Cootie was born Charles Melvin Williams, in Mobile, Alabama, on 10 July 1911. As a small child, he took an early delight in music (family legend has it that too young to talk properly, he burbled ‘cootie, cootie, cootie’ when hearing a band play). He played various instruments in school bands, in particular the trombone and the tuba, but then took up the trumpet on which he was at first self-taught before taking lessons from Charles Lipskin. The young boy’s proficiency was such that he was still in his early teens when he began playing professionally. This was the mid-1920s and among the bands with which he played was that run by the family of Lester Young. Cootie continued to play in territory bands, mainly in the south, including that led by Alonzo Ross, which was fortuitous because early in 1928 this band played in New York. Aware of the opportunities in the city, almost at once Cootie chose to quit the band and in that same summer he recorded with James P. Johnson, following this with brief spells with Chick Webb and Fletcher Henderson. Early the following year he was hired by Duke Ellington to replace Bubber Miley.
At first, Cootie’s role in the band required him to play the so-called ‘jungle effects’ originally created by Miley, but his rich open horn sound and his distinctive plunger muted playing quickly became an important part of the palette with which Ellington worked. This, Cootie’s first spell in Ellington’s orchestra, was to last for 11 years. By the time of his last year with the band, 1940, he was one of the most distinctive musicians amidst a group of highly individualistic players. Ellington, ever alert to the qualities of his sidemen, showcased Cootie in a composition with which the trumpeter would be forever inextricably linked. This was Concerto For Cootie, recorded in 1940, which remains a jazz standard to this day although usually under the title by which it became better known after Bob Russell wrote a lyric for it: Do Nothin’ Till You Hear From Me.
During this spell with Ellington, Cootie’s distinctive playing brought him work outside the band and he made records with other leaders, among them Lionel Hampton and Teddy Wilson. With the latter, he appeared on sessions accompanying Billie Holiday. He was also leader of one of the small groups drawn from within the Ellington band, the Rug Cutters. When Cootie left Ellington in 1940, an event of sufficient importance in the music world to prompt Raymond Scott to compose When Cootie Left The Duke, it was to join the immensely popular Benny Goodman band, playing in the full band but mainly featured in the sextet. Although not with Goodman for long, this exposure to the big-time was such that Cootie decided to form his own big band.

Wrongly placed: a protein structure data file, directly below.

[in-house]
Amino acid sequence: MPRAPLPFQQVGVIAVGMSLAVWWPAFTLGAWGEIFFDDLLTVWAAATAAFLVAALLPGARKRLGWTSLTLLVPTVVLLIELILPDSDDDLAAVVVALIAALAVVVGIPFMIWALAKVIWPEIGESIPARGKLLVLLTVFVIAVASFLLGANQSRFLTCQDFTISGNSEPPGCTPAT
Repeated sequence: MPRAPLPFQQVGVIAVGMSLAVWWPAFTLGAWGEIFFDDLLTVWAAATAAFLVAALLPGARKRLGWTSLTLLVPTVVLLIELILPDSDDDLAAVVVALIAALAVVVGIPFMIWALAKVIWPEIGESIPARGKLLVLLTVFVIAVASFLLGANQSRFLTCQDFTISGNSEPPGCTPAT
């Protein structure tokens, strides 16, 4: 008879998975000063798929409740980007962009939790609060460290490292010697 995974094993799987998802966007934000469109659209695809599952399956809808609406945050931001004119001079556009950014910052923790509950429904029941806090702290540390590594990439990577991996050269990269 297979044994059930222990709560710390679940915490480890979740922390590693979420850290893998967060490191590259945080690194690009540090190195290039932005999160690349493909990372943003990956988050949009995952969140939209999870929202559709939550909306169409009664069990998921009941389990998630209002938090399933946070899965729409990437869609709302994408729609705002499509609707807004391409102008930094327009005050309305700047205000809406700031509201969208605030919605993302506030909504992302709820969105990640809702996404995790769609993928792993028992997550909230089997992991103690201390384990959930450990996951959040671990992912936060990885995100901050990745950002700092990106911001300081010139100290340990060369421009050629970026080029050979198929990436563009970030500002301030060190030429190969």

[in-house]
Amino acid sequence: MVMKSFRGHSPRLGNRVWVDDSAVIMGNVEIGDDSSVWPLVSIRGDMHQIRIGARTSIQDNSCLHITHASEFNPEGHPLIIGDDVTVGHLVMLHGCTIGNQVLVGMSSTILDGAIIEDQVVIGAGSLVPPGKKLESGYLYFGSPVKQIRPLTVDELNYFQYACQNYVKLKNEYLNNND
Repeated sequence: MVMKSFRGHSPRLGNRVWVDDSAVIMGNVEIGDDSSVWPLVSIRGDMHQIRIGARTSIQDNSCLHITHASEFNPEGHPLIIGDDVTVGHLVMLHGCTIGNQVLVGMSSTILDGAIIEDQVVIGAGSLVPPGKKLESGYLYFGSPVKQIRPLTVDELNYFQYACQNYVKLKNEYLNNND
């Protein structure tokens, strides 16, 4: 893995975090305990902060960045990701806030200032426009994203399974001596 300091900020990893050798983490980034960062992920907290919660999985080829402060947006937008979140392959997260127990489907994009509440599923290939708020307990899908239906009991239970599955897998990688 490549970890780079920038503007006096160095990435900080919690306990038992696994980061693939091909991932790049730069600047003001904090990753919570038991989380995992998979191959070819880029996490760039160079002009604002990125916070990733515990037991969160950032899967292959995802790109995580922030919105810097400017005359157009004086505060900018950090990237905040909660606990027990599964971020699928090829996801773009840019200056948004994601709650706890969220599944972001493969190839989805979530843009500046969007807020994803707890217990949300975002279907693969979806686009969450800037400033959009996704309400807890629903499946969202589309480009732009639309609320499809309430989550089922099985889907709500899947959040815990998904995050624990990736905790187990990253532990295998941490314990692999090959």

Formed in 1941, and destined to last through to the decade’s end, Cootie’s band followed the swing era trend, employing several leading musicians of the genre, among them Eddie ‘Lockjaw’ Davis and Eddie ‘Cleanhead’ Vinson. Significantly, and demonstrating Cootie’s musical open-mindedness, he also had on the band a number of the new young beboppers, notably Bud Powell and Charlie Parker, even if, most of the time, they had to limit their experimentation. That said, Cootie’s acceptance of new sounds led him to record Thelonious Monk’s ’Round Midnight in August 1944. This was urged upon him by Bud Powell and is believed to be the first of the 1,000-plus recordings of this timeless jazz standard.
For all the band’s many qualities, Cootie was not immune to the commercial pressures that were affecting all big bands, and by the end of the decade, he was forced to cut the band down to a small group. There were other pressures, too, and as he would ruefully admit in later years, although he had been a temperate man before becoming a band leader, it was during these years that he became a serious drinker. For all the difficulties, however, Cootie’s band was a very good example of its kind and period; and an important aspect of it was his own playing that never lost its distinctive appeal. Despite the problems surrounding himself and the band, Cootie was ever alert to commercial trends and in particular ventured into R&B. This was in the early 1950s and he led small bands, including leading one for a long engagement at the Savoy Ballroom. He also enjoyed a hit, with (Doin’ The) Gator Tail, a number that featured the honking tenor saxophone of the number’s composer, Willis Jackson.
The late 1950s saw Cootie fitting into the post-bop mainstream with effortless ease, something that is vividly demonstrated on one of the best record dates of the time and genre. This was with a band he co-led with Rex Stewart in 1957 on a session released as The Big Challenge. This recording has seldom been absent from the catalogs, and with excellent playing from the leaders along with Coleman Hawkins, Bud Freeman, Lawrence Brown and Hank Jones, it is not hard to understand why. But despite successes such as this one, work was not easy to find under his own leadership although he did tour Europe as co-leader with Joe Newman.
In 1962, after briefly rejoining Goodman, Cootie was tempted back into the Ellington fold, an event the bandleader rewarded with several features for the trumpeter, among them New Concerto For Cootie, The Shepherd and Portrait Of Louis Armstrong. Cootie remained in the band – visually an apparently doleful presence – until Ellington’s death, staying on when the band was briefly led by Mercer Ellington before bowing out in 1978. He died on 15 September 1985, in New York City.